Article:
In 2017 I started learning Argentine Tango with Eliana.  This collection of notes, drawings, and videos is my attempt to make sense of the structure of Argentine Tango.  I hope that this can be the frame upon which future progressions can hang.
在2017年初我開始跟Eliana學習阿根廷探戈。 這一系列的筆記,繪圖和視頻是對理解阿根廷探戈結構的嘗試。 我希望這框架可以令學習更有系統,並希望這版本有助於大家對阿根廷探戈的認識

How to read the notes 如何使用這些筆記

Drawing

Despite the seeming complexity, most figures / steps for novice dancers can be fully described by referring to (1) the feet, (2) the hips, and (3) the torso.  Our drawings would thus break down movements into these elements.

Each of these parts can move independent of one other.   This may not be possible initially, and the torso and hips may rotate together as one block.  Exercises in dissociation improves this articulation.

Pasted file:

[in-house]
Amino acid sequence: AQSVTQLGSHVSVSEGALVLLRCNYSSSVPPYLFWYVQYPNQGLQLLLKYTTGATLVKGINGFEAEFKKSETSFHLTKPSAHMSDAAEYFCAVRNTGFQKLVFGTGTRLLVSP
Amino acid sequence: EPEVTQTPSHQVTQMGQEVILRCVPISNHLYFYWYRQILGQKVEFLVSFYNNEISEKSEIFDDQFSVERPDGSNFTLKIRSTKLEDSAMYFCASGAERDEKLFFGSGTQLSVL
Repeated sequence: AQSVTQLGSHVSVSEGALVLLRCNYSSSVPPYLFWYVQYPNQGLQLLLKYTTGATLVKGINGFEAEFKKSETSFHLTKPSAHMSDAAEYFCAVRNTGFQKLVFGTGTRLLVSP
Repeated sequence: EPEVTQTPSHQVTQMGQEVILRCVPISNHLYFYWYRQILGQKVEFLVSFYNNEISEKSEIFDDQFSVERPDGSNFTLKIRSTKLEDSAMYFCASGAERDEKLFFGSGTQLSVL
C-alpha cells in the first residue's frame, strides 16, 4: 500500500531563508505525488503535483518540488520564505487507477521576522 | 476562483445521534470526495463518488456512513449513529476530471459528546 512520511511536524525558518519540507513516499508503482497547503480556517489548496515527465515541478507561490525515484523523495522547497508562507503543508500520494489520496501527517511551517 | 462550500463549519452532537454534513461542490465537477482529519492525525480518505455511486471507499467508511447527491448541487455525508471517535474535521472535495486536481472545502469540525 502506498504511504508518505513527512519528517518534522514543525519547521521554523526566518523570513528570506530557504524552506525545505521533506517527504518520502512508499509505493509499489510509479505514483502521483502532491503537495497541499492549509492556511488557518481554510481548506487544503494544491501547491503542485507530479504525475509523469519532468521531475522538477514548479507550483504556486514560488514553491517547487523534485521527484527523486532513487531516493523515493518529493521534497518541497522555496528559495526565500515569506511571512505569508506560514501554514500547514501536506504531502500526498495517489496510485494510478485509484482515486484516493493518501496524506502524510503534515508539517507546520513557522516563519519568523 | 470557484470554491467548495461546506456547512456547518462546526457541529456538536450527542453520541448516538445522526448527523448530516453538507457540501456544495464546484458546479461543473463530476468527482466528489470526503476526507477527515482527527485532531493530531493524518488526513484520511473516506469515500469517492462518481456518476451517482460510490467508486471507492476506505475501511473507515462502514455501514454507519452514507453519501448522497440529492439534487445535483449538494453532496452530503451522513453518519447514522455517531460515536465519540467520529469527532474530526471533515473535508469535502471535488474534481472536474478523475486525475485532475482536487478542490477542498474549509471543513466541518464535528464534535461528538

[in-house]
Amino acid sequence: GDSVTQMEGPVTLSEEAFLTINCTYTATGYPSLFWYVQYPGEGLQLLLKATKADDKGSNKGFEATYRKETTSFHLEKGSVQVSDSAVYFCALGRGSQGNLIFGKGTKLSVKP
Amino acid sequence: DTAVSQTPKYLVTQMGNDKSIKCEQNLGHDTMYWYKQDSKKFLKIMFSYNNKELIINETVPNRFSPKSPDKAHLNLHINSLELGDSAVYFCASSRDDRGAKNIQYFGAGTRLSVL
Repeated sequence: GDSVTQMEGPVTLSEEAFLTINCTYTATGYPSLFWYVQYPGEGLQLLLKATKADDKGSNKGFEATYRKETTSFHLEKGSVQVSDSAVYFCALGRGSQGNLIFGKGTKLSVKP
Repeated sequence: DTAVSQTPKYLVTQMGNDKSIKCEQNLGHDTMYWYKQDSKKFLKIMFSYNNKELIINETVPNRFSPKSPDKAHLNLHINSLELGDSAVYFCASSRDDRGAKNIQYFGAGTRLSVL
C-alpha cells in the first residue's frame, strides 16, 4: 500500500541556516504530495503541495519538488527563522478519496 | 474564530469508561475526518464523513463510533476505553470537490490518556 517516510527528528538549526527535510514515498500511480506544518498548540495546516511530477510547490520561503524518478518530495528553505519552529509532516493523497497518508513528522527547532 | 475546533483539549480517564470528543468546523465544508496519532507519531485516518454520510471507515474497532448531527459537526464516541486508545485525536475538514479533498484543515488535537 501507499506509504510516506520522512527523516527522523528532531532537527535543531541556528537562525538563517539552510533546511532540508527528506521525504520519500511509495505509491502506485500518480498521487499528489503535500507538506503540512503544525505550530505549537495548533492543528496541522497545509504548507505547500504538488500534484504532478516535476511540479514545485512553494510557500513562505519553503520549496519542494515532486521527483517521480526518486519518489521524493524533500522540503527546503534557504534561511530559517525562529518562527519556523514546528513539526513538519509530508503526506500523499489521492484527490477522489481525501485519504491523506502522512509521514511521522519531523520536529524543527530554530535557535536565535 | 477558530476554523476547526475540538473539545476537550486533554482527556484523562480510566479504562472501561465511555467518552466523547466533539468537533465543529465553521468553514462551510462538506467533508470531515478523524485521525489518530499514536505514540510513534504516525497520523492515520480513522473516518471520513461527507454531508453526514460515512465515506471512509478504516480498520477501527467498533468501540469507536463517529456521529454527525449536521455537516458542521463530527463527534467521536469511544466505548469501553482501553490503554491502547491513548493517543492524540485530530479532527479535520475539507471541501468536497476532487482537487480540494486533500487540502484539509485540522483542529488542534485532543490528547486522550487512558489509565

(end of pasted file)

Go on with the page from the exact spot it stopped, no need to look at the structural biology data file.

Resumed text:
繪圖

初學者的動作大部份可以三點來描述。這些分別是雙腳、寬關節、和軀幹。

Separate top views, one for each body part, is used to dissect individual movements and make the diagrams easier to interpret.  The underlying grid helps provides a reference.

An isometric view (right) shows all three parts together.

The leader part is shown in brown whereas the follow is in violet.  Movement is shown with arrows, with the previous location shown as a faint ghost.  The image underneath shows a walk where the lead takes a step forward, and the follow a step back.
The weighing of the feet is shown by the color intensity.  From left to right the following diagram shows weight equally distributed, weight on left (leader), weight on right (leader), and weight on the front of both feet.
You can click on the images to see a larger version.  This becomes useful when the sketches become more complex.

Buenos Aires